VanEck: Fixed income outlook favours risk-based barbell portfolios

May 1st, 2018 | By | Category: Fixed Income

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By Fran Rodilosso, head of fixed income ETF portfolio management at VanEck.

Fran Rodilosso, head of fixed income ETF portfolio management at VanEck.

Fran Rodilosso, head of fixed income ETF portfolio management at VanEck.

Our outlook for 2018 is characterised by the continued normalisation of interest rates in both the US and Europe, and the US Federal Reserve has already signalled more aggressive rate hikes to come.

This environment favours reduced exposure to developed markets rates, which are still low but rising, and reducing duration. We feel that combining emerging markets local currency bonds with floating rate investment grade bonds can allow investors to position their fixed income portfolios for this current environment.

Unlike a traditional barbell which is based on maturity, this approach is primarily risk-based. It combines the diversification and yield potential of emerging markets bonds with the relative safety of US dollar denominated investment grade corporate debt that also has a duration of nearly zero. Although these two asset classes are divergent in many ways, they share a common trait that is crucial in today’s environment: low or negative return correlation to US treasury bonds.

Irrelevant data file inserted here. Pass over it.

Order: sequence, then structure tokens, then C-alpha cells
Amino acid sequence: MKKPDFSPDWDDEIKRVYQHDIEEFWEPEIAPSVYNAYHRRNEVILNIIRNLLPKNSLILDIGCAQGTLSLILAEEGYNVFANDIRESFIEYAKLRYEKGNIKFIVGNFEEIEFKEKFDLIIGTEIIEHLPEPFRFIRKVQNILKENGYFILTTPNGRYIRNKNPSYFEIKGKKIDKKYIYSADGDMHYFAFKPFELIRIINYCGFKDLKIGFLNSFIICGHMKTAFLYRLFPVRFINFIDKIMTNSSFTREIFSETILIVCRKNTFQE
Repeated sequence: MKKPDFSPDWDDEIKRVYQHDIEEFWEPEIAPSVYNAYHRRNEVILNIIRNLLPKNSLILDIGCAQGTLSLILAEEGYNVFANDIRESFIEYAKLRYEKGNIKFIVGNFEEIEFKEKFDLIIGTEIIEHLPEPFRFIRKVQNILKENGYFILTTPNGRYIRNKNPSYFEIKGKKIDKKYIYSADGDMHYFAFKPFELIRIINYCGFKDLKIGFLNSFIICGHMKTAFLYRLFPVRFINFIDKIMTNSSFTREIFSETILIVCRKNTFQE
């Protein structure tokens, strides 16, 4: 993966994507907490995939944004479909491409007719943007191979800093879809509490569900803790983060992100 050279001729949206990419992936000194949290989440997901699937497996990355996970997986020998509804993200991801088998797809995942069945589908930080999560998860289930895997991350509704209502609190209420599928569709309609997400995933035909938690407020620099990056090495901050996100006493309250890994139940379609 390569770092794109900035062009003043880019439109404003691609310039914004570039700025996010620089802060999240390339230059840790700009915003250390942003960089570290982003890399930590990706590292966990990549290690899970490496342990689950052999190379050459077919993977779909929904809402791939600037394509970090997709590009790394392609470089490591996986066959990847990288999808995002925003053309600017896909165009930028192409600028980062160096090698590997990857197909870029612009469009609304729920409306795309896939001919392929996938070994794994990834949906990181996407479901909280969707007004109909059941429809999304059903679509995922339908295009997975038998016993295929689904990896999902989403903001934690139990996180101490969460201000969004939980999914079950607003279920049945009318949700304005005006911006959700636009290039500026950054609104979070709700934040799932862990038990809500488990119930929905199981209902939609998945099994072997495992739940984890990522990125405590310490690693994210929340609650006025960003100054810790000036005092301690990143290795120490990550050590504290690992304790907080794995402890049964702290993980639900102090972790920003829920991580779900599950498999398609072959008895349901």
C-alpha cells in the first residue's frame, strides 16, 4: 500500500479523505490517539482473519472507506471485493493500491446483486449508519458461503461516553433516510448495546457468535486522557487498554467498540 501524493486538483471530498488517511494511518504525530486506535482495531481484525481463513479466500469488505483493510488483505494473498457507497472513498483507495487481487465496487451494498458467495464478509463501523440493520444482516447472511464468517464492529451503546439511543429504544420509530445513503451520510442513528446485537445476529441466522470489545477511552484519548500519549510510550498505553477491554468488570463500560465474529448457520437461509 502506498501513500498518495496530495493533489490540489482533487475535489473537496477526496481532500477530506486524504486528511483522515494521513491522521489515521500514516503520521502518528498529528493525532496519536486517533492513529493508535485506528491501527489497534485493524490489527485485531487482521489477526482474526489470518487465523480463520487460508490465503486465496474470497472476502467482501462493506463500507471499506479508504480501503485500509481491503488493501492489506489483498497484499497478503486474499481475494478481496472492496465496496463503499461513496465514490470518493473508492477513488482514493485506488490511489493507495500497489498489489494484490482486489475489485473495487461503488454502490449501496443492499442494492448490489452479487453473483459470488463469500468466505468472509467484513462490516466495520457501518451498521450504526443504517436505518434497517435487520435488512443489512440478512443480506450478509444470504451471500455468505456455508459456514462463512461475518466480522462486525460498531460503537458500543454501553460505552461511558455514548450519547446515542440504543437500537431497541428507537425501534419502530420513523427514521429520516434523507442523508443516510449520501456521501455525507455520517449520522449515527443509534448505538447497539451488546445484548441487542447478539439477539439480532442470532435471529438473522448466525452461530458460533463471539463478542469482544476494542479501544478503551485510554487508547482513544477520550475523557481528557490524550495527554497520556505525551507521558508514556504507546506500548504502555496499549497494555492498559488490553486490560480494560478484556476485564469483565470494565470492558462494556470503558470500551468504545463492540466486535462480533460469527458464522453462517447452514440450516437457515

Over the past year, the barbell portfolio would have performed similarly to a portfolio that used traditional fixed rate corporate bonds for its corporate exposure on an absolute basis and outperformed on a risk-adjusted basis. Although there is a give-up in yield, returns benefitted from the lower duration.

Source: VanEck.

In the current environment, we continue to favour the barbell approach. In addition to being better positioned against rising interest rates in the US, this portfolio may benefit from other global tailwinds. For example, although credit spreads are tight relative to historical averages, they may be justified given the current benign environment, and we expect positive fundamentals to remain supportive of US credit.

(The views expressed here are those of the author and do not necessarily reflect those of ETF Strategy.)

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